Special agents at the IRS equipped with AR-15 military-style rifles? Health and Human Services “Special Office of Inspector General Agents” being trained by the Army’s Special Forces contractors? The Department of Veterans Affairs arming 3,700 employees?
The number of non-Defense Department federal officers authorized to make arrests and carry firearms (200,000) now exceeds the number of U.S. Marines (182,000). In its escalating arms and ammo stockpiling, this federal arms race is unlike anything in history. Over the last 20 years, the number of these federal officers with arrest-and-firearm authority has nearly tripled to over 200,000 today, from 74,500 in 1996.
What exactly is the Obama administration up to?
On Friday, June 17, our organization, American Transparency, is releasing its OpenTheBooks.com oversight report on the militarization of America. The report catalogs federal purchases of guns, ammunition and military-style equipment by seemingly bureaucratic federal agencies. During a nine-year period through 2014, we found, 67 agencies unaffiliated with the Department of Defense spent $1.48 billion on guns and ammo. Of that total, $335.1 million was spent by agencies traditionally viewed as regulatory or administrative, such as the Smithsonian Institution and the U.S. Mint.
Some examples of spending from 2005 through 2014 raise the question: Who are they preparing to battle?
• The Internal Revenue Service, which has 2,316 special agents, spent nearly $11 million on guns, ammunition and military-style equipment. That’s nearly $5,000 in gear for each agent.
• The Department of Veterans Affairs, which has 3,700 law-enforcement officers guarding and securing VA medical centers, spent $11.66 million. It spent more than $200,000 on night-vision equipment, $2.3 million for body armor, more than $2 million on guns, and $3.6 million for ammunition. The VA employed no officers with firearm authorization as recently as 1995.
• The Animal and Plant Health Inspection Service spent $4.77 million purchasing shotguns, .308 caliber rifles, night-vision goggles, propane cannons, liquid explosives, pyro supplies, buckshot, LP gas cannons, drones, remote-control helicopters, thermal cameras, military waterproof thermal infrared scopes and more.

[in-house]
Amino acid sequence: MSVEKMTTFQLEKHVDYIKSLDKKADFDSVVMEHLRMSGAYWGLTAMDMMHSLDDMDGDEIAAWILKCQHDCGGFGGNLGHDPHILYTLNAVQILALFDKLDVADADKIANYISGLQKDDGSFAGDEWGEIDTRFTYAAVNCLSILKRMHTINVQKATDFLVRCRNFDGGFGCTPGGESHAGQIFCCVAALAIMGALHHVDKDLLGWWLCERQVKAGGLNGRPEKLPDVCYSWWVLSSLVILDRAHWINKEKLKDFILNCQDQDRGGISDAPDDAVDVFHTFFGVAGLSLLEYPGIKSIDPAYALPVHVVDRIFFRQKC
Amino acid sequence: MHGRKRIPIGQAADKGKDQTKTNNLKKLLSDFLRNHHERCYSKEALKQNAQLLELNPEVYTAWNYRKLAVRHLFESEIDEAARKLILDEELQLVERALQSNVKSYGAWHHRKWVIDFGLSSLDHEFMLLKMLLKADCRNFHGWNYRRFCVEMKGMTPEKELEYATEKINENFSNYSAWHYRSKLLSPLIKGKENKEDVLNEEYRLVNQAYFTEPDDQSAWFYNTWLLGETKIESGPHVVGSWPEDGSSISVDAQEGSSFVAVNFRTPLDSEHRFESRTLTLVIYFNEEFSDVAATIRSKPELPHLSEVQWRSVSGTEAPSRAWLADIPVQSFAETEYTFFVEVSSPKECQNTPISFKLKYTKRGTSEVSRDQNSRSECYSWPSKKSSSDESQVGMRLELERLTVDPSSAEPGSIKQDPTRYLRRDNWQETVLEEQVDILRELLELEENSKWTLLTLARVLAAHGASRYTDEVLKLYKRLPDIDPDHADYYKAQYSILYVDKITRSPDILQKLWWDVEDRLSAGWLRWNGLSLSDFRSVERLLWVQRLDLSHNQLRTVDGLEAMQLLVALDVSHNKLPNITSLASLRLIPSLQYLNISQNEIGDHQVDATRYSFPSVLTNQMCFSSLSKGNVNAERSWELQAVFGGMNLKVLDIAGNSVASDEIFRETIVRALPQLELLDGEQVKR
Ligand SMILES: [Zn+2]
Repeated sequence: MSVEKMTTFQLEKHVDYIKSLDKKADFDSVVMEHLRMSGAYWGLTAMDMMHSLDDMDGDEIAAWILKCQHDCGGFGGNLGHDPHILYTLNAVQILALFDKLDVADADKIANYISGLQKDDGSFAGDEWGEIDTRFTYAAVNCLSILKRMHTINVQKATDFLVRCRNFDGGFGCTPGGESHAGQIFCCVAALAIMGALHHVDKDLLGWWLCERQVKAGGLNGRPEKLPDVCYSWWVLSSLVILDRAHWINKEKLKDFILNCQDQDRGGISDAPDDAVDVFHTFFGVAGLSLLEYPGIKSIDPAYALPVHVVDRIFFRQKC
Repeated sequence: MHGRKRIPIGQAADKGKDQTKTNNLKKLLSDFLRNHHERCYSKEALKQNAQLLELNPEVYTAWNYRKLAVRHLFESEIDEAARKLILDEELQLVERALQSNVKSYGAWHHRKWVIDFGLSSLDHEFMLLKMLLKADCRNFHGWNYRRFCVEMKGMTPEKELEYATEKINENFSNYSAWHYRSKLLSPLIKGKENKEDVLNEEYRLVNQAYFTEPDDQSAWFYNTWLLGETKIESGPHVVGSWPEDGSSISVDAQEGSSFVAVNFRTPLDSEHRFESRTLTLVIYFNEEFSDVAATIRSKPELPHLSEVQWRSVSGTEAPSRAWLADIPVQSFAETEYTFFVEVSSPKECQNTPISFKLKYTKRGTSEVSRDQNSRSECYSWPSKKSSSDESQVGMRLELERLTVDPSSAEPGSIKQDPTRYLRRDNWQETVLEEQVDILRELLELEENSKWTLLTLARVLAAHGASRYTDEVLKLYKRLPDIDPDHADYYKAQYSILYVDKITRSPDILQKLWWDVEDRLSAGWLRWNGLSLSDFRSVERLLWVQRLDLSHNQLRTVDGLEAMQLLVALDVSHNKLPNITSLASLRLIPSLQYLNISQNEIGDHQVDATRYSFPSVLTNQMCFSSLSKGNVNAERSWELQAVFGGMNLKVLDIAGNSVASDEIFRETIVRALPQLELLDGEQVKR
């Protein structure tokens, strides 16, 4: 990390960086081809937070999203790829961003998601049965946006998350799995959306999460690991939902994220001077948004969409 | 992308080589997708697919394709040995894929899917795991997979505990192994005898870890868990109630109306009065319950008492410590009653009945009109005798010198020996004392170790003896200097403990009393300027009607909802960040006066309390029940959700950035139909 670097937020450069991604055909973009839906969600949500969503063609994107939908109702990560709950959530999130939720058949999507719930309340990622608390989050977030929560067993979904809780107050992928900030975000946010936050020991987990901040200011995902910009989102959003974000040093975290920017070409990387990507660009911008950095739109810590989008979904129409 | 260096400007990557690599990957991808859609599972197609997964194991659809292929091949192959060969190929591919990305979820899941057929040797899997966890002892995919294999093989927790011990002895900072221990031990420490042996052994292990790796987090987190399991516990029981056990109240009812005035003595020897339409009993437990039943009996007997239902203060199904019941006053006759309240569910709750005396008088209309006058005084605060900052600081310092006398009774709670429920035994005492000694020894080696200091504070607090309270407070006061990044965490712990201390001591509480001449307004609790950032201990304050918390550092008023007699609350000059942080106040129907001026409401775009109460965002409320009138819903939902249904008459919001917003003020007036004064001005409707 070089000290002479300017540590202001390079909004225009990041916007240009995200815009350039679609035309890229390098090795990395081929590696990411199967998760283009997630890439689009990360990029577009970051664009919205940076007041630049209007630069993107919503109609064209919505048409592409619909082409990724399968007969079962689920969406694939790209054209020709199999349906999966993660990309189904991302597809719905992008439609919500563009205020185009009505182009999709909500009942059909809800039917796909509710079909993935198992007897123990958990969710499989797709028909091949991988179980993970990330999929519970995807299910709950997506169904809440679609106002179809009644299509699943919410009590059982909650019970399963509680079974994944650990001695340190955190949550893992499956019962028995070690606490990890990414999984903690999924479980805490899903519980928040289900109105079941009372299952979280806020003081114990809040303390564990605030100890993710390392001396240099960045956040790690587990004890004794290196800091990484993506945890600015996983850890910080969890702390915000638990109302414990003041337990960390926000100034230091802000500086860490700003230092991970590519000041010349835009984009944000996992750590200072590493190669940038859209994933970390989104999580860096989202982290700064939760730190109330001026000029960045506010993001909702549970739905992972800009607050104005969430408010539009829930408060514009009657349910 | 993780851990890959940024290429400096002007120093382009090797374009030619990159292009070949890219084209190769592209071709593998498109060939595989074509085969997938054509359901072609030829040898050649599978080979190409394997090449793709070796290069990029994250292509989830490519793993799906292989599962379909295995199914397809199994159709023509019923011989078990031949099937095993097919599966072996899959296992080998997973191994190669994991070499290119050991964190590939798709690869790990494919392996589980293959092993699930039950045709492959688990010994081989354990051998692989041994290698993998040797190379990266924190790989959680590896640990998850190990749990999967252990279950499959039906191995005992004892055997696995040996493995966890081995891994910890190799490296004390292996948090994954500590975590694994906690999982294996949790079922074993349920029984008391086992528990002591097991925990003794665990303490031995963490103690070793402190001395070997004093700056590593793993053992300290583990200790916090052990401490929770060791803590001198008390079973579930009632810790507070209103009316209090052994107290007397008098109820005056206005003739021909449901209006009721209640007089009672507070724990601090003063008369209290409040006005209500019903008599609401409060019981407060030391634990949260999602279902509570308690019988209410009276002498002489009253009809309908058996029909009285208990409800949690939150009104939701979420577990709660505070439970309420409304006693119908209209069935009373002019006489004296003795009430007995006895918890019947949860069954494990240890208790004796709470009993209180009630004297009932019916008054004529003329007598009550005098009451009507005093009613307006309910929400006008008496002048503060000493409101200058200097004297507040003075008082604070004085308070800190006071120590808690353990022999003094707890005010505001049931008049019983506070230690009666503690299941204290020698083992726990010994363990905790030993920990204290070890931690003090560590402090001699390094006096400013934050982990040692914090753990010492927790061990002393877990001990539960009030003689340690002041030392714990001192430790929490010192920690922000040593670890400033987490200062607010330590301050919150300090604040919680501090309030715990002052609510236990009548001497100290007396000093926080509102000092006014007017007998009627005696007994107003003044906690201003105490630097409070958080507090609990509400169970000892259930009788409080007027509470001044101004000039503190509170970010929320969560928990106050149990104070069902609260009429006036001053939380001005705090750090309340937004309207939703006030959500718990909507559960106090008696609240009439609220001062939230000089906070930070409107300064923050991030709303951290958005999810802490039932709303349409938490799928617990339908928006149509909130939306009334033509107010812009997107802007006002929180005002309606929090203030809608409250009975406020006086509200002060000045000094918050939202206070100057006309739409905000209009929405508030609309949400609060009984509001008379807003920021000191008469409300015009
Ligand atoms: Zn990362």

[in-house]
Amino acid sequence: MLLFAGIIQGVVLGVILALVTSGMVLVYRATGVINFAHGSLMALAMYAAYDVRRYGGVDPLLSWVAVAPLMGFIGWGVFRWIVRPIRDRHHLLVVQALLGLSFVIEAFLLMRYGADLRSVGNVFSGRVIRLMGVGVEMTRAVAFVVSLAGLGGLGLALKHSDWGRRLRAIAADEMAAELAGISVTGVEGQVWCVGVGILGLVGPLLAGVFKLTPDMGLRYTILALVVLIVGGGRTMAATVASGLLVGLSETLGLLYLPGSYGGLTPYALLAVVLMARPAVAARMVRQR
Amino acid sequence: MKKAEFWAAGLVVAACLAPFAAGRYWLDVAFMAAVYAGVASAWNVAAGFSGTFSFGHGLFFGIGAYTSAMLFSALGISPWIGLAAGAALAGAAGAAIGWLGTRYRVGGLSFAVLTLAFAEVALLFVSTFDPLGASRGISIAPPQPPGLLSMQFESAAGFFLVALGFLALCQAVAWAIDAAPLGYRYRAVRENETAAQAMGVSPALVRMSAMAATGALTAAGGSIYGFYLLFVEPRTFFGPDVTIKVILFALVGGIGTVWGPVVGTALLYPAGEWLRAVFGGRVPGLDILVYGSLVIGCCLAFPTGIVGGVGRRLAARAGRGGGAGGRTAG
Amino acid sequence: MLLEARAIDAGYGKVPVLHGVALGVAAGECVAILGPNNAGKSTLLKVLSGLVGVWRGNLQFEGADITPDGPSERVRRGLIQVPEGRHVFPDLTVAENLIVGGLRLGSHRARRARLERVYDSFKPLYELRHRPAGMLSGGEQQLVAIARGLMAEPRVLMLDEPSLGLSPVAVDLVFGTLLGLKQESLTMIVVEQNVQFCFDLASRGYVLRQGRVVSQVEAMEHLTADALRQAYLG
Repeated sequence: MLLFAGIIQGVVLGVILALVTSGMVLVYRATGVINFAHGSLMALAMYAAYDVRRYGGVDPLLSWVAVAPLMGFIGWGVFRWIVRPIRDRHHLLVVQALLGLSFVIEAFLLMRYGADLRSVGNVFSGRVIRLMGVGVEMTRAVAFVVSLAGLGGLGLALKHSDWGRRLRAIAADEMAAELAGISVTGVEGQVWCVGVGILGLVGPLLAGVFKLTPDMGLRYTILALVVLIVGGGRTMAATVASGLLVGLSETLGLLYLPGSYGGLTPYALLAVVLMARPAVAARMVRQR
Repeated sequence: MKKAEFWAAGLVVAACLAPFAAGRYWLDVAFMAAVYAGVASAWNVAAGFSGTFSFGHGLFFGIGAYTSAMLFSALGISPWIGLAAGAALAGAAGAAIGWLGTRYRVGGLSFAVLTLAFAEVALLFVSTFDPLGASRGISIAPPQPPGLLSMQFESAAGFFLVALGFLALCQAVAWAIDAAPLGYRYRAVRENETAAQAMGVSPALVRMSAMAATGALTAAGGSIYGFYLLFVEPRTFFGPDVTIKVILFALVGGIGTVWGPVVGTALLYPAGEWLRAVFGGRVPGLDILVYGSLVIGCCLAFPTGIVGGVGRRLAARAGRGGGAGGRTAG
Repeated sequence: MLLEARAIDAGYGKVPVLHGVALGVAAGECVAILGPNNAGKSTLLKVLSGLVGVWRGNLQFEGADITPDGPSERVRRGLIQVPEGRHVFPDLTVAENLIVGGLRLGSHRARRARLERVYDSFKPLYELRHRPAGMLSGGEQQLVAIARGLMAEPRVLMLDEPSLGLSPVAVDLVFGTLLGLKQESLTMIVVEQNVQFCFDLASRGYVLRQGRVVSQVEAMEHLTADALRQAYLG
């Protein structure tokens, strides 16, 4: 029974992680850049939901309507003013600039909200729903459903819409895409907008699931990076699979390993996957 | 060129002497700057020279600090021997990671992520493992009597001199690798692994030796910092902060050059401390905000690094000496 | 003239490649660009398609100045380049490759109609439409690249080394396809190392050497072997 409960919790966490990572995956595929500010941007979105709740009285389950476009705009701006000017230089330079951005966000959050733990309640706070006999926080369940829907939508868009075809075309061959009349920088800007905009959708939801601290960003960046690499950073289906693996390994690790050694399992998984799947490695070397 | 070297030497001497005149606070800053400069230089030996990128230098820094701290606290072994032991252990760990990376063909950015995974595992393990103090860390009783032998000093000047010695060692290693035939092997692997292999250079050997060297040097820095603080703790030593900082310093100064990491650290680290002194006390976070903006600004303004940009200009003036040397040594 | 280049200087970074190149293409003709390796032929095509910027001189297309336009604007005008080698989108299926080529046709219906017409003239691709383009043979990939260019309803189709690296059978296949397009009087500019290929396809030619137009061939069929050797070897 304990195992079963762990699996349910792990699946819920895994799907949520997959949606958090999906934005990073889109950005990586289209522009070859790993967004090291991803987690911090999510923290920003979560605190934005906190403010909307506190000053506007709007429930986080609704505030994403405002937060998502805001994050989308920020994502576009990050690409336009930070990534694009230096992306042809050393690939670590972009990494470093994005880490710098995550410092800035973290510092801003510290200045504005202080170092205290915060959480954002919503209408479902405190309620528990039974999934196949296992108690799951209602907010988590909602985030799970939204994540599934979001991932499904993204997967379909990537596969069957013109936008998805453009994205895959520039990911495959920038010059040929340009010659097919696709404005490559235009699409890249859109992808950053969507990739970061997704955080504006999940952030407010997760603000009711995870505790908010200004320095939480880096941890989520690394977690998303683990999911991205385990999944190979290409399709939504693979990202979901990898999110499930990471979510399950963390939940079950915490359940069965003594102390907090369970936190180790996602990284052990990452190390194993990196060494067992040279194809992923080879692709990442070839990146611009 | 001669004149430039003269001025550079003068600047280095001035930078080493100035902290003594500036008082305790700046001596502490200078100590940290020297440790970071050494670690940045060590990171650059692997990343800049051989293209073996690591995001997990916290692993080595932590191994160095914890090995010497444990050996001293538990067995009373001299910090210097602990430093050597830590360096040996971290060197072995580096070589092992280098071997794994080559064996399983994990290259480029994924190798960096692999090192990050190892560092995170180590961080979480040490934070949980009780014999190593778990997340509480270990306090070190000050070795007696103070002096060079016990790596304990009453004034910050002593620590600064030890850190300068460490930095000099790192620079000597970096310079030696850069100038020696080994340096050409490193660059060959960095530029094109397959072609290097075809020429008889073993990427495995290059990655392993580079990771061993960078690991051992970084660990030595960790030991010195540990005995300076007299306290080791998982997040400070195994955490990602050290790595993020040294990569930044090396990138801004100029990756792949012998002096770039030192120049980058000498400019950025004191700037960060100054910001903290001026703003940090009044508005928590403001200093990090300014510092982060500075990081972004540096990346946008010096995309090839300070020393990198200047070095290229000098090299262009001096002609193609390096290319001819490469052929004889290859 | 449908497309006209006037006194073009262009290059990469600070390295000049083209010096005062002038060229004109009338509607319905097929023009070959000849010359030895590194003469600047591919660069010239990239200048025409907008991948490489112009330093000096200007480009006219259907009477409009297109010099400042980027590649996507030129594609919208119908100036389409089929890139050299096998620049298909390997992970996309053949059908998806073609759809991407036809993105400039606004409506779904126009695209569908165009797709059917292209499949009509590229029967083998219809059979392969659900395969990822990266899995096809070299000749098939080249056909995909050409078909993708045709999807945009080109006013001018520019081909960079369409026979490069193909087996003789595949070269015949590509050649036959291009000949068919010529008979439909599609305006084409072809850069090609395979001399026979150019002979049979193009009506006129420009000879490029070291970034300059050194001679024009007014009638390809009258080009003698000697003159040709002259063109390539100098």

• The Environmental Protection Agency spent $3.1 million on guns, ammunition and military-style equipment. The EPA has put nearly $800 million since 2005 into its “Criminal Enforcement Division.”
• The Food and Drug Administration employs 183 heavily armed “special agents.”
• The University of California, Berkeley acquired 14 5.56mm assault rifles and Yale University police accepted 20 5.56mm assault rifles from the Defense Department. Texas Southern University and Saddleback College police even acquired Mine Resistant Vehicles (MRVs).
Other paper-pushing federal agencies with firearm-and-arrest authority that have expanded their arsenals since 2006 include the Small Business Administration, Social Security Administration, National Oceanic and Atmospheric Administration, Education Department, Energy Department, Bureau of Engraving and Printing, National Institute of Standards and Technology and many others.
People from both ends of the political spectrum have expressed alarm at this trend. Conservatives argue that it is hypocritical, unconstitutional and costly for political leaders to undermine the Second Amendment while simultaneously equipping nonmilitary agencies with heavy weapons, hollow-point bullets and military-style equipment. Progressives like Sen. Bernie Sanders have raised civil liberties concerns about the militarization of local police with vehicles built for war and other heavy weaponry.
Meanwhile, federal authorities are silent on the growing arsenal at federal agencies. In fact, we asked the IRS for an asset accounting of their gun locker—their guns and ammunition asset inventory by location. Their response? “We don’t have one [an inventory], but could create one for you, if important.”
Our data shows that the federal government has become a gun show that never adjourns. Taxpayers need to tell Washington that police powers belong primarily to cities and states, not the feds.
Dr. Coburn is a physician and former U.S. senator from Oklahoma. He is the honorary chairman, and Mr. Andrzejewski is the founder and CEO, of OpenTheBooks.com, a repository of public-spending records.